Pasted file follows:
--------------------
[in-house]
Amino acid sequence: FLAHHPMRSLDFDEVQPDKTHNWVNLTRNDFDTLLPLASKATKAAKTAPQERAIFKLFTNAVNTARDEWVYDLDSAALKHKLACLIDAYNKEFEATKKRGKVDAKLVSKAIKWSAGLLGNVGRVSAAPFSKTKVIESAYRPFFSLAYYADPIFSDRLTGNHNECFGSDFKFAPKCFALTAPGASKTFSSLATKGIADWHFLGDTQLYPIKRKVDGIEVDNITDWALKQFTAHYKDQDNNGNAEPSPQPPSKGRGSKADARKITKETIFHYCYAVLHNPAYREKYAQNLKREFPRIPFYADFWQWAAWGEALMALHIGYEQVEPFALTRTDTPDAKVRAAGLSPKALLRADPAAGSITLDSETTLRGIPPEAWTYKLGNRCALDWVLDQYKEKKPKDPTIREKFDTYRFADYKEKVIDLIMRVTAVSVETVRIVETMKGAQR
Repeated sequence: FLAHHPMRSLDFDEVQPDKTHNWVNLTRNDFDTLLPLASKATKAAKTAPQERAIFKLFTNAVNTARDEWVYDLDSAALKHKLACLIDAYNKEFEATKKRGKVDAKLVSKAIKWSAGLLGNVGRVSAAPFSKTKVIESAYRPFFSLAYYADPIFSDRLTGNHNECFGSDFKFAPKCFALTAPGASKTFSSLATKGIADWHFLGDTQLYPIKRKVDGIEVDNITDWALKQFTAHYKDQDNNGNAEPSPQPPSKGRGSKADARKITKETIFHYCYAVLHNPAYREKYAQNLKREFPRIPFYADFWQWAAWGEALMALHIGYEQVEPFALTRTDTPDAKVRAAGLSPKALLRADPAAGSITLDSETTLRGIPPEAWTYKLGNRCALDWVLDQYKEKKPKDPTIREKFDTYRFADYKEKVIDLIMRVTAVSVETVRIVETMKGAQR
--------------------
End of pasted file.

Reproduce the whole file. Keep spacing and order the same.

[in-house]
Amino acid sequence: FLAHHPMRSLDFDEVQPDKTHNWVNLTRNDFDTLLPLASKATKAAKTAPQERAIFKLFTNAVNTARDEWVYDLDSAALKHKLACLIDAYNKEFEATKKRGKVDAKLVSKAIKWSAGLLGNVGRVSAAPFSKTKVIESAYRPFFSLAYYADPIFSDRLTGNHNECFGSDFKFAPKCFALTAPGASKTFSSLATKGIADWHFLGDTQLYPIKRKVDGIEVDNITDWALKQFTAHYKDQDNNGNAEPSPQPPSKGRGSKADARKITKETIFHYCYAVLHNPAYREKYAQNLKREFPRIPFYADFWQWAAWGEALMALHIGYEQVEPFALTRTDTPDAKVRAAGLSPKALLRADPAAGSITLDSETTLRGIPPEAWTYKLGNRCALDWVLDQYKEKKPKDPTIREKFDTYRFADYKEKVIDLIMRVTAVSVETVRIVETMKGAQR
Repeated sequence: FLAHHPMRSLDFDEVQPDKTHNWVNLTRNDFDTLLPLASKATKAAKTAPQERAIFKLFTNAVNTARDEWVYDLDSAALKHKLACLIDAYNKEFEATKKRGKVDAKLVSKAIKWSAGLLGNVGRVSAAPFSKTKVIESAYRPFFSLAYYADPIFSDRLTGNHNECFGSDFKFAPKCFALTAPGASKTFSSLATKGIADWHFLGDTQLYPIKRKVDGIEVDNITDWALKQFTAHYKDQDNNGNAEPSPQPPSKGRGSKADARKITKETIFHYCYAVLHNPAYREKYAQNLKREFPRIPFYADFWQWAAWGEALMALHIGYEQVEPFALTRTDTPDAKVRAAGLSPKALLRADPAAGSITLDSETTLRGIPPEAWTYKLGNRCALDWVLDQYKEKKPKDPTIREKFDTYRFADYKEKVIDLIMRVTAVSVETVRIVETMKGAQR